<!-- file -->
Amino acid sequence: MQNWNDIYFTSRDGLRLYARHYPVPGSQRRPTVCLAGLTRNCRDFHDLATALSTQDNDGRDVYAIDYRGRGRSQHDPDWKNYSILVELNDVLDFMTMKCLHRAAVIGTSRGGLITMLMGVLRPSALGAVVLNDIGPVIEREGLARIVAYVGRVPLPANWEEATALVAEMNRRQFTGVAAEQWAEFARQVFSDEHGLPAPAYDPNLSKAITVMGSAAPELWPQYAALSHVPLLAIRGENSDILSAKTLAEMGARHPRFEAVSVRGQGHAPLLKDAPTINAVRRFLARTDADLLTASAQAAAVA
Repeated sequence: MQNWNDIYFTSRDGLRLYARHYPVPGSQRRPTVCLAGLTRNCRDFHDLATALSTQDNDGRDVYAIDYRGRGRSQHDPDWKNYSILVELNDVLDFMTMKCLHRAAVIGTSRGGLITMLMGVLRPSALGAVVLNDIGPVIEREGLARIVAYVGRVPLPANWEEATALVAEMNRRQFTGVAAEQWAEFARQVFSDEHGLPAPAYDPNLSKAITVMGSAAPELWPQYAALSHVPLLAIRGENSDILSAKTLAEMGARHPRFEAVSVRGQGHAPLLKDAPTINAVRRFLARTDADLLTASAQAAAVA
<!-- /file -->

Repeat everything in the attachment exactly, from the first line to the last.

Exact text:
Amino acid sequence: MQNWNDIYFTSRDGLRLYARHYPVPGSQRRPTVCLAGLTRNCRDFHDLATALSTQDNDGRDVYAIDYRGRGRSQHDPDWKNYSILVELNDVLDFMTMKCLHRAAVIGTSRGGLITMLMGVLRPSALGAVVLNDIGPVIEREGLARIVAYVGRVPLPANWEEATALVAEMNRRQFTGVAAEQWAEFARQVFSDEHGLPAPAYDPNLSKAITVMGSAAPELWPQYAALSHVPLLAIRGENSDILSAKTLAEMGARHPRFEAVSVRGQGHAPLLKDAPTINAVRRFLARTDADLLTASAQAAAVA
Repeated sequence: MQNWNDIYFTSRDGLRLYARHYPVPGSQRRPTVCLAGLTRNCRDFHDLATALSTQDNDGRDVYAIDYRGRGRSQHDPDWKNYSILVELNDVLDFMTMKCLHRAAVIGTSRGGLITMLMGVLRPSALGAVVLNDIGPVIEREGLARIVAYVGRVPLPANWEEATALVAEMNRRQFTGVAAEQWAEFARQVFSDEHGLPAPAYDPNLSKAITVMGSAAPELWPQYAALSHVPLLAIRGENSDILSAKTLAEMGARHPRFEAVSVRGQGHAPLLKDAPTINAVRRFLARTDADLLTASAQAAAVA